Difference between revisions of "Millimeter-Scale Contact Printing of Aqueous Solutions using a Stamp Made out of Paper and Tape"

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(New page: by Lauren Hartle)
 
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by Lauren Hartle
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==Introduction==
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The Whitesides lab has devoted great effort to develop paper-based microfluidic technology. Previous work adapted a commercial printer to achieve micro-scale resolution and accurate reagent delivery, the present paper demonstrates printing with using a low cost, easy-to-assemble device. The technology is equipped to deliver aqueous reagents with millimeter scale resolution. Applications include low cost medical diagnostic devices.
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==Materials and Methods==
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Devices were assembled with layers of patterned paper attached by layers of double-sided tape. "Ink", aka, the reagents of interest, flows from the rechargeable reservoir in the bottom paper layer. The ink then wicks through the sequence of paper layers, finally assuming the desired pattern atop the stamp. Printing is achieved by pressing the stamp to a fresh substrate, delivering the desired reagents. Figure 1 shows the layout of an example device.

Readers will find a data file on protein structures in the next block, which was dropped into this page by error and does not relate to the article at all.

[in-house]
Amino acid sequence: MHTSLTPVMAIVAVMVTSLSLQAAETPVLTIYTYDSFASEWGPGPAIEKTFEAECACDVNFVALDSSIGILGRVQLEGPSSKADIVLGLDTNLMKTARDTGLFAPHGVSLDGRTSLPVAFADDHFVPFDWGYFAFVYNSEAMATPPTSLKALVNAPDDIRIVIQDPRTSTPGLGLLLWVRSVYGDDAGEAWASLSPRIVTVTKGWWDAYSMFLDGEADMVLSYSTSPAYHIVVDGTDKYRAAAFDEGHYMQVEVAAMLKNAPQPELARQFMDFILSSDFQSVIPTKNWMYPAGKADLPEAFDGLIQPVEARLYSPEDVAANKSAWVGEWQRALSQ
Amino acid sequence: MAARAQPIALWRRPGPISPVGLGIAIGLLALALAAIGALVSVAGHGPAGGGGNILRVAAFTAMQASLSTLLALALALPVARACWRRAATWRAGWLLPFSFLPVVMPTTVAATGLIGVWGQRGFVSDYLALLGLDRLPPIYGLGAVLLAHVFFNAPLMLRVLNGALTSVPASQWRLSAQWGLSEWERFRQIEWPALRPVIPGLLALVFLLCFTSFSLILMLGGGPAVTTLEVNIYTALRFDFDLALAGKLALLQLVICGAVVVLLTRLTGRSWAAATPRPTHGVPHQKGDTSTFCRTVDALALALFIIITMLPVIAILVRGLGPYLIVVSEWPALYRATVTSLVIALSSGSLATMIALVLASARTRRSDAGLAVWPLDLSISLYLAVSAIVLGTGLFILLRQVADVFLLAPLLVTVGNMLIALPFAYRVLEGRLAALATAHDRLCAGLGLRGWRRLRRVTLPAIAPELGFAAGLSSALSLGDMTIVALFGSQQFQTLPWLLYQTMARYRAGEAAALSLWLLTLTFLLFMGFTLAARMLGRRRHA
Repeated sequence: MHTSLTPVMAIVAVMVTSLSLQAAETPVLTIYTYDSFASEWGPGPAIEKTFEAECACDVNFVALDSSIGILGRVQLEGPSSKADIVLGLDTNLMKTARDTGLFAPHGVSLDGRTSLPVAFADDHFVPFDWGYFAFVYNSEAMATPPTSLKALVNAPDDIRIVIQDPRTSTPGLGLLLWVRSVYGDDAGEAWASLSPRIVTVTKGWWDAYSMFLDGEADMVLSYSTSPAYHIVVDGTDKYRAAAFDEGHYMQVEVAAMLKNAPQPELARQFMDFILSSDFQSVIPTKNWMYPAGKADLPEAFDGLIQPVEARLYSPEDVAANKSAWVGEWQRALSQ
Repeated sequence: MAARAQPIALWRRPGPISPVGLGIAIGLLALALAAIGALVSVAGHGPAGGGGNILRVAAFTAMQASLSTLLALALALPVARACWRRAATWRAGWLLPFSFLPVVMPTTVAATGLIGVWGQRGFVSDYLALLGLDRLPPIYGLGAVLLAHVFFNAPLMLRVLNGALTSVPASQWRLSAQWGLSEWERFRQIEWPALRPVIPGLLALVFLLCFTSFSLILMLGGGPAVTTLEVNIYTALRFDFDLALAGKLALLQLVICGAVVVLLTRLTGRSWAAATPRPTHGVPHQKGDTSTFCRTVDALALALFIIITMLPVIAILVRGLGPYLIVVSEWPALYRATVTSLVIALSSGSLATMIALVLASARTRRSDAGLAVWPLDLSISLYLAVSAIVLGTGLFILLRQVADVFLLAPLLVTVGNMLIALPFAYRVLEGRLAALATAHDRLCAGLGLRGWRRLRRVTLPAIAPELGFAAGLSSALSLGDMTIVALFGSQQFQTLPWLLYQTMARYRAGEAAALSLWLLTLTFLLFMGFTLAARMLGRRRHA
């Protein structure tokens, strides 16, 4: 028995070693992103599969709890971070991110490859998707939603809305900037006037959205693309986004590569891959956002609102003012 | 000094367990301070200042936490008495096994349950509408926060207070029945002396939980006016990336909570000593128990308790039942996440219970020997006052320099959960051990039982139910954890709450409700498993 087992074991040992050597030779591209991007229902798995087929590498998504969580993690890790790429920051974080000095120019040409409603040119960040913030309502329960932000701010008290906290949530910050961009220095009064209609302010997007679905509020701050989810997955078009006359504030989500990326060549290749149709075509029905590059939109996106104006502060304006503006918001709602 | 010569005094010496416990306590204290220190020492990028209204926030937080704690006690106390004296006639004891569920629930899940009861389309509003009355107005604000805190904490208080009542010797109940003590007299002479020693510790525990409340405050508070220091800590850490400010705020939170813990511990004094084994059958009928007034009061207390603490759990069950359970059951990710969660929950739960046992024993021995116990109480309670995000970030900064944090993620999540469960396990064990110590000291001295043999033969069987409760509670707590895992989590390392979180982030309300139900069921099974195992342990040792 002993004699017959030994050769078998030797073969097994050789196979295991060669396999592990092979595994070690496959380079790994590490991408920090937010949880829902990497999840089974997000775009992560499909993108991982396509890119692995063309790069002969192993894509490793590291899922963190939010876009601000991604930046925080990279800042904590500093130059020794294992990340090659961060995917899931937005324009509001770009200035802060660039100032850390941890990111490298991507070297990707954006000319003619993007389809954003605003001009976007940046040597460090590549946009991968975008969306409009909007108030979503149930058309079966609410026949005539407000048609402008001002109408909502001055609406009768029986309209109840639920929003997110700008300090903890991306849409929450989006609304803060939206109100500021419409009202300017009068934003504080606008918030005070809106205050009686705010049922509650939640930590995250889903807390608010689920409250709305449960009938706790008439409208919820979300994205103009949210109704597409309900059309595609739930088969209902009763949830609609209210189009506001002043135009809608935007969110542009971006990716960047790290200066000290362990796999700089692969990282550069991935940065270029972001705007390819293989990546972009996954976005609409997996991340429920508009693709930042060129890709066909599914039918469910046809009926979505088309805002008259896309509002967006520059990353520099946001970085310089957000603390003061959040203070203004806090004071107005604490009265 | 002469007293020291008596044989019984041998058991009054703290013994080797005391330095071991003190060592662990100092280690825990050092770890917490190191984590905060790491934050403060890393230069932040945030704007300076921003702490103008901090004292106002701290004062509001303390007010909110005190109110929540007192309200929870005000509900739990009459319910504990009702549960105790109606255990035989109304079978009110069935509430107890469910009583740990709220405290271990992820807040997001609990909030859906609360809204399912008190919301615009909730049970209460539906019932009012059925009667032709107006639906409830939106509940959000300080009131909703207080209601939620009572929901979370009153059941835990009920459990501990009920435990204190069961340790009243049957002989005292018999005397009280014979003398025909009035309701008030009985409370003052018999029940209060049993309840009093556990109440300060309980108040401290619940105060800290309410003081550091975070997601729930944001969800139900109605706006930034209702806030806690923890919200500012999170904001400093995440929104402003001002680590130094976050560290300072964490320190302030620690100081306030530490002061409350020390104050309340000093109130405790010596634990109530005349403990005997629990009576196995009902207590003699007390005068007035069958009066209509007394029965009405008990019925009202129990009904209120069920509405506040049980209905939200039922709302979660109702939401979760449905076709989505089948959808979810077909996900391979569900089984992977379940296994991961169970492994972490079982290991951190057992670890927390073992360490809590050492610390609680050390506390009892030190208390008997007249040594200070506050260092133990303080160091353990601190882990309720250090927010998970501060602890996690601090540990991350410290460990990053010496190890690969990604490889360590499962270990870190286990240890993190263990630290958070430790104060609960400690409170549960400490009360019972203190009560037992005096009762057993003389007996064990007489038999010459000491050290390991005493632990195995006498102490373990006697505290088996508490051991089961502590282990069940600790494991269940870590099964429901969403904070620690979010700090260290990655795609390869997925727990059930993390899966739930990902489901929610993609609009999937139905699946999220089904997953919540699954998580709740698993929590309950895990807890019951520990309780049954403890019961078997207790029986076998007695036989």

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==Conclusions==

Revision as of 01:49, 25 October 2011

Introduction

The Whitesides lab has devoted great effort to develop paper-based microfluidic technology. Previous work adapted a commercial printer to achieve micro-scale resolution and accurate reagent delivery, the present paper demonstrates printing with using a low cost, easy-to-assemble device. The technology is equipped to deliver aqueous reagents with millimeter scale resolution. Applications include low cost medical diagnostic devices.

Materials and Methods

Devices were assembled with layers of patterned paper attached by layers of double-sided tape. "Ink", aka, the reagents of interest, flows from the rechargeable reservoir in the bottom paper layer. The ink then wicks through the sequence of paper layers, finally assuming the desired pattern atop the stamp. Printing is achieved by pressing the stamp to a fresh substrate, delivering the desired reagents. Figure 1 shows the layout of an example device.

Conclusions